By Sam Bojarski
Barack Obama’s voice was punctuated by blaring car horns at an Oct. 24 drive-in rally in North Miami, as the former president implored Floridians to vote for his former vice president Joe Biden.
“This election requires every single one of us,” Obama told the crowd. “What we do in these next 10 days will matter for decades to come.”
The invite-only event, held at Florida International University’s Biscayne Bay Campus in North Miami, was limited to about 400 volunteers and supporters of the Biden campaign.
The former president did not discuss immigration policy at the rally. However, it was top-of-mind for attendee Paul Christian Namphy. The North Miami resident said the Trump administration has been a huge step backward for the Haitian community.
“[The administration] is threatening everything we have gained,” said Namphy, 50, a civil engineer. “If they remain in office for four more years, the damage will be irreparable.”
Early voting turnout numbers in Florida have already broken records this week. Voters like Skeigh Morris, 18, who planned to cast a ballot for the first time after seeing Obama speak, promise to push those totals higher still.
“Everybody that I know is [voting],” said Morris, a college student in Boca Raton, Florida. “This is the generation where voting is the most prominent. … Everybody cares and everybody wants to make their voices heard.”
Obama, who won the state of Florida in 2008 and 2012, began his speech by asking Floridians to vote, either by mail or in-person. He was particularly critical of President Donald Trump for not acknowledging the reality of the coronavirus crisis, as single-day case increases reached their highest level on Oct. 23. Obama also defended his landmark Affordable Care Act and said Biden would stand up for workers, higher wages and affordable housing, if elected president.
Rally participant Farah Juste, an activist and musician who resides in North Miami, said the Trump administration’s attempts to end Temporary Protected Status (TPS) for an estimated 50,000 Haitians living in the United States is the issue energizing her to vote.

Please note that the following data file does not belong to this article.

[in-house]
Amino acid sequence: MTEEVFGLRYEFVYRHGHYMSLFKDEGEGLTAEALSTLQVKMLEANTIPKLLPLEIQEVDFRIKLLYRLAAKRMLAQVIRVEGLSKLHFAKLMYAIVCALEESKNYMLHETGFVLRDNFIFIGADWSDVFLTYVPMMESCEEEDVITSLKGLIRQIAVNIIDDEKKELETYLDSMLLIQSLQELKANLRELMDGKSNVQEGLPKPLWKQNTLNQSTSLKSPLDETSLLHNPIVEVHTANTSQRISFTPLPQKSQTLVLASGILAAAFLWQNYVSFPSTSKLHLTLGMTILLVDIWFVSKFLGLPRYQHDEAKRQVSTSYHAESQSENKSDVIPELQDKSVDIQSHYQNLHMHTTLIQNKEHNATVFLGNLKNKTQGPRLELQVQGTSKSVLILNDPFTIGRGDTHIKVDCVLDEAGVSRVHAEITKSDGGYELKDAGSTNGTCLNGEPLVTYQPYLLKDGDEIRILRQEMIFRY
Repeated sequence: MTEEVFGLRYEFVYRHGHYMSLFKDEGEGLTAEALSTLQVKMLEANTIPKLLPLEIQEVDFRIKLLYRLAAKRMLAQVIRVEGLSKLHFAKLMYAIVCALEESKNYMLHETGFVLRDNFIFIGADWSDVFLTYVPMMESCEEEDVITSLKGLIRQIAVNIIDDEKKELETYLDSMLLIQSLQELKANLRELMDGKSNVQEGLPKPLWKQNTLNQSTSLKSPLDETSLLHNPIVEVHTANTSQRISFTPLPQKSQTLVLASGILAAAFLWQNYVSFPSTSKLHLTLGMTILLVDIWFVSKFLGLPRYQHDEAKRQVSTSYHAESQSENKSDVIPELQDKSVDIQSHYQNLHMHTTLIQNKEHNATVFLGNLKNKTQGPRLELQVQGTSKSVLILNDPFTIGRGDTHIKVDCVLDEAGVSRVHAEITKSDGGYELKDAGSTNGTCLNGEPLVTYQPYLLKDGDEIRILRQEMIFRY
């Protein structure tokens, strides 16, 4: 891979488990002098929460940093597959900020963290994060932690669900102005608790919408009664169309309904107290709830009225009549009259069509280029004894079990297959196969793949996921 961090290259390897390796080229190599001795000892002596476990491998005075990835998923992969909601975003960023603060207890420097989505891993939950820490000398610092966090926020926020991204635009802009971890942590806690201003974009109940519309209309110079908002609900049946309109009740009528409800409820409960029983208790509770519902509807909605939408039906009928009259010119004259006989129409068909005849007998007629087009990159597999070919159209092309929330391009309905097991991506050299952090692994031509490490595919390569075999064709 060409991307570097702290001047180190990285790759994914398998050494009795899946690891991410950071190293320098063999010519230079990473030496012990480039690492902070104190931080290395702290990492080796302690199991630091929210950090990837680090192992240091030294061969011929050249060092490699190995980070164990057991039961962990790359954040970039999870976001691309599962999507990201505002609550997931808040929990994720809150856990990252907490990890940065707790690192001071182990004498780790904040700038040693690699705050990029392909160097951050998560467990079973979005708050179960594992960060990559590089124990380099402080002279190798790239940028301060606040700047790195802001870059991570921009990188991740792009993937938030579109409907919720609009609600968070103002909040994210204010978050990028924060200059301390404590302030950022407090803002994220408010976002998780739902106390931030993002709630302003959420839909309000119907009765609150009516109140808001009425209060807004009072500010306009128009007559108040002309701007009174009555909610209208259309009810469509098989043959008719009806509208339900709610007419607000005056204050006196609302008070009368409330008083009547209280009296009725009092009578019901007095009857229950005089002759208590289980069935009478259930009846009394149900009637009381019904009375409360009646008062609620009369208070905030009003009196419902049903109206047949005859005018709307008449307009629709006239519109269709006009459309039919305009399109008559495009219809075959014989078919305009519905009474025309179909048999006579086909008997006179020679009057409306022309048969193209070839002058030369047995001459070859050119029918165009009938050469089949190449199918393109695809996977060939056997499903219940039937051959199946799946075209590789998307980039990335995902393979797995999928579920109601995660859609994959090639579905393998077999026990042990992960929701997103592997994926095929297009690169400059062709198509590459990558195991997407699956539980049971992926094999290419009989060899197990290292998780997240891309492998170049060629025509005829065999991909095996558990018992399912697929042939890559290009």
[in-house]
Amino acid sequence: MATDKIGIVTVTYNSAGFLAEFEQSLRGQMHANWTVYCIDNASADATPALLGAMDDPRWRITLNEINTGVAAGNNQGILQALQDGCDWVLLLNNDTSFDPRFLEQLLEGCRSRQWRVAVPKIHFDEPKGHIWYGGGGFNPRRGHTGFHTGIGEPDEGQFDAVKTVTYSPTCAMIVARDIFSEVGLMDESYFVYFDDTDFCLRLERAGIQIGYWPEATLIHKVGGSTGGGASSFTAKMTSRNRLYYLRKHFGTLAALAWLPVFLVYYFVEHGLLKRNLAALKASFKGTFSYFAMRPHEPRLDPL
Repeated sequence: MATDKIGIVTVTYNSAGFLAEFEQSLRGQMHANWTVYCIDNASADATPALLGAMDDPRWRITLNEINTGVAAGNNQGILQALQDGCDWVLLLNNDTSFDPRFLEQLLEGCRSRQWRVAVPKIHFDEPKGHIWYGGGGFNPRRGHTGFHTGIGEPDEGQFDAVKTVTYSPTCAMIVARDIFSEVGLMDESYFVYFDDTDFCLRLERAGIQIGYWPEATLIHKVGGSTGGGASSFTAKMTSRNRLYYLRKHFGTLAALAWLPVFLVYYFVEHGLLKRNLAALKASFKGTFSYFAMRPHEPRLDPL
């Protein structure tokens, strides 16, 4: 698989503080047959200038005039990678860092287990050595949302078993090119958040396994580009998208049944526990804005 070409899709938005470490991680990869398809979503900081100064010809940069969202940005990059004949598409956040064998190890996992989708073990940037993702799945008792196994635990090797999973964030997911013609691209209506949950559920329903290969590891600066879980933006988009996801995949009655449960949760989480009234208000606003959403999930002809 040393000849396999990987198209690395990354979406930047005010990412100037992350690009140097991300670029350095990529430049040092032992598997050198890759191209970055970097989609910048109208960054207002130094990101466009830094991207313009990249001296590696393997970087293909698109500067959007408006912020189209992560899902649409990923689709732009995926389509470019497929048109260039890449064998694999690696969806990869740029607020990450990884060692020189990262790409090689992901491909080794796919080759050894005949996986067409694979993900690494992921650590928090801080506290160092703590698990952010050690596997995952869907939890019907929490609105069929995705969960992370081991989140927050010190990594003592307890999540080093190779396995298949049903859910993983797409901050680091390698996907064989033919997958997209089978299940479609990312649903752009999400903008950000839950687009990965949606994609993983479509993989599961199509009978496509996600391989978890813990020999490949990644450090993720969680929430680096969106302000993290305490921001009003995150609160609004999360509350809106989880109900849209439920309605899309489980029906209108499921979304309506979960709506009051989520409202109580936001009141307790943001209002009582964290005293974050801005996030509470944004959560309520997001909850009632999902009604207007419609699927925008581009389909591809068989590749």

“I am supporting Joe Biden because I am an immigrant. I was in this country a long time, I delivered three kids here,” said Juste, whose daughter Karen Andre serves as a senior adviser for Biden’s campaign in Florida. “This country was made with immigrants.”
As of Oct. 23, nearly 203,000 people in Miami-Dade County had cast ballots since early voting began Oct. 19, the county election office reported. The number is half the 344,000 votes that Democrats and Republicans cast in Miami-Dade during all 14 days of early voting in 2016.
Rally attendees said voter enthusiasm has been high, compared to four years ago.
“We are determined, we’re not going to take it for granted again like [in 2016] for Hillary Clinton,” Juste said.
For Morris, Biden’s plans to reduce student loan payments are a major reason she is voting Democrat in the presidential race. Biden has released plans to make higher education free at public colleges.
Morris attended with her mother, Bernice Fidelia-Morris, who immigrated to the U.S. from Haiti in 1980. Fidelia-Morris said she is most concerned about protecting TPS and health care ‒ particularly for senior citizens struggling with chronic conditions like hypertension.
Having two Haitian-American senior advisers in the Biden administration ‒ Andre and Karine Jean-Pierre ‒ is a chance for the community to have its voice heard, said Fidelia-Morris, 58, of Miami Shores.
“At least you have somebody you can go to in this administration,” Fidelia-Morris said.
During the stump speech, Obama did not mention the Haitian community, which comprises about one-third of North Miami’s population. In closing, he emphasized the shared values Americans can uphold in the Nov. 3 election.
“There are a lot of folks who share the values of looking out for one another, and doing right for one another,” Obama said. “We’ve just got to make sure our politics reflects that, and we do that by voting.”
While enthusiasm was high among the Democratic faithful at the rally, Trump supporters made their presence felt afterward. A crowd lined the roadway waving “Trump 2020” flags, as attendees exited the FIU campus.
Enzo Alcindor, who carried a flag, said he has been attacked on social media by liberal friends.
“They figured, how can I, a Haitian or Black man, post things that are for Republicans?” Alcindor said. “I was like, ‘you know what? I was not going to vote, now I’m going to campaign for Trump and vote for Trump.’”
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